As another lockdown begins in England, we look back at a poetry project our co-editor and one writer contributed to for a fellow writer and friend on her teacher project. We reimagined old poems from some of the greats to turn them into a lockdown focus to reflect the present day.
She walks in duty
She walks in duty, no more
Cloudless climes or starry skies
All that’s best of dark and bright
Meet in her memories and her tearful eyes.
Thus hardened to that deathly plight
Of seeing loved ones is denied.
One day the more, one meal the less,
Half impaired the shameless disgraces
who take all the food and cause distress.
Softly lightens her face
where thoughts of freedom sweet express.
How horrific, how isolated this dwelling place.
And on that cheek, and over her brow,
So sick, so lonely, yet composed,
The patience that wins, the determination
That grows tell of old days
Before lockdown spent.
A mind at worry with all below
A heart whose hope relents.
I wandered through each desolate street,
Where the lake meets the running track,
A mask on every face I see,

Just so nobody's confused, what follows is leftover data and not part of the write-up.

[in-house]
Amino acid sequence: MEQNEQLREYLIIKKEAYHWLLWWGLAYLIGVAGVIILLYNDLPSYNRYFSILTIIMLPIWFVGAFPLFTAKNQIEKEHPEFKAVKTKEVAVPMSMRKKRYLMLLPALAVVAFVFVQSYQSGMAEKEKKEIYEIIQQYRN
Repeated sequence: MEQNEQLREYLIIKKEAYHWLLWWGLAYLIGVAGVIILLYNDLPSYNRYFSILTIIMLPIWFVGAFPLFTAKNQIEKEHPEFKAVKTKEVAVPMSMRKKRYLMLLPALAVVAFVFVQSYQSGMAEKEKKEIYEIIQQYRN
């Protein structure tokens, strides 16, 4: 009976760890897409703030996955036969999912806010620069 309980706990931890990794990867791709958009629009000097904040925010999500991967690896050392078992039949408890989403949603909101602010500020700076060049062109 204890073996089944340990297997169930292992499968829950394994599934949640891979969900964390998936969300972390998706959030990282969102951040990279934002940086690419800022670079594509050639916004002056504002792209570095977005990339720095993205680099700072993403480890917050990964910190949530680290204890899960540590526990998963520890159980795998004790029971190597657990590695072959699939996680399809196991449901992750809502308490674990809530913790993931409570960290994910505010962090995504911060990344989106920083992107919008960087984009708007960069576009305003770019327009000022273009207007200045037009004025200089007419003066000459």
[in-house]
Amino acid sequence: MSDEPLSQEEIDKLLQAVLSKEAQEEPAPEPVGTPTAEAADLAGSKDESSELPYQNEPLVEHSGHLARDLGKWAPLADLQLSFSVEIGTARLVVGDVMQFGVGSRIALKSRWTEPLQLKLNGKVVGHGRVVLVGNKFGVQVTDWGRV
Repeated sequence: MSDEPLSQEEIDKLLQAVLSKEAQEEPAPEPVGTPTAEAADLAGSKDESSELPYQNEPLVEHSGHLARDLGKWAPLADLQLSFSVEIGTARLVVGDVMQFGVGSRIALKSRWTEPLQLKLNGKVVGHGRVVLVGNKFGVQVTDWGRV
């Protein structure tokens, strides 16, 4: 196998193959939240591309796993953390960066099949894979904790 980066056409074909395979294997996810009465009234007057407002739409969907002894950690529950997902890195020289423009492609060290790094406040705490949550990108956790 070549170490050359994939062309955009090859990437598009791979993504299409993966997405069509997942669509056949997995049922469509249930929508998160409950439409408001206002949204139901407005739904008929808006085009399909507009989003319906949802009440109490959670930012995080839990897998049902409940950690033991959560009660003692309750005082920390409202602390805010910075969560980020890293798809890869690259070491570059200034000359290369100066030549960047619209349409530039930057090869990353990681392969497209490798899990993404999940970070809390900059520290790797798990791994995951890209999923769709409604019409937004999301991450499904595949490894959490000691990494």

Masks of pearl blue, masks of black.
In every cough of every man,
In every recoil of fear,
In every speech, in every plan,
The government tries to adhere:
How the local shop owners cry,
Every parent and student protests,
And the hapless nurses sigh
Runs unseen as we progress.
But most, through curfew’d streets I hear
How the mad clapping of hands,
Blasts the recoil of fear,
And lights with praise the medic’s wands.
There are just not enough
is the problem.
Nothing is sweet
or savoury. Dreams
balance crookedly on supports
thrust off the shortening.
Fats clutch at open seams.
The whole structure leans
towards the miraculous.
Into this rough frame,
someone has squeezed
a happy space
and even dared to place
these eggs in a floury basket,
fragile curves of kasha
hung out over the natural edge
of a pleated universe,
folding the light
as if they were
the bright, thin walls of faith.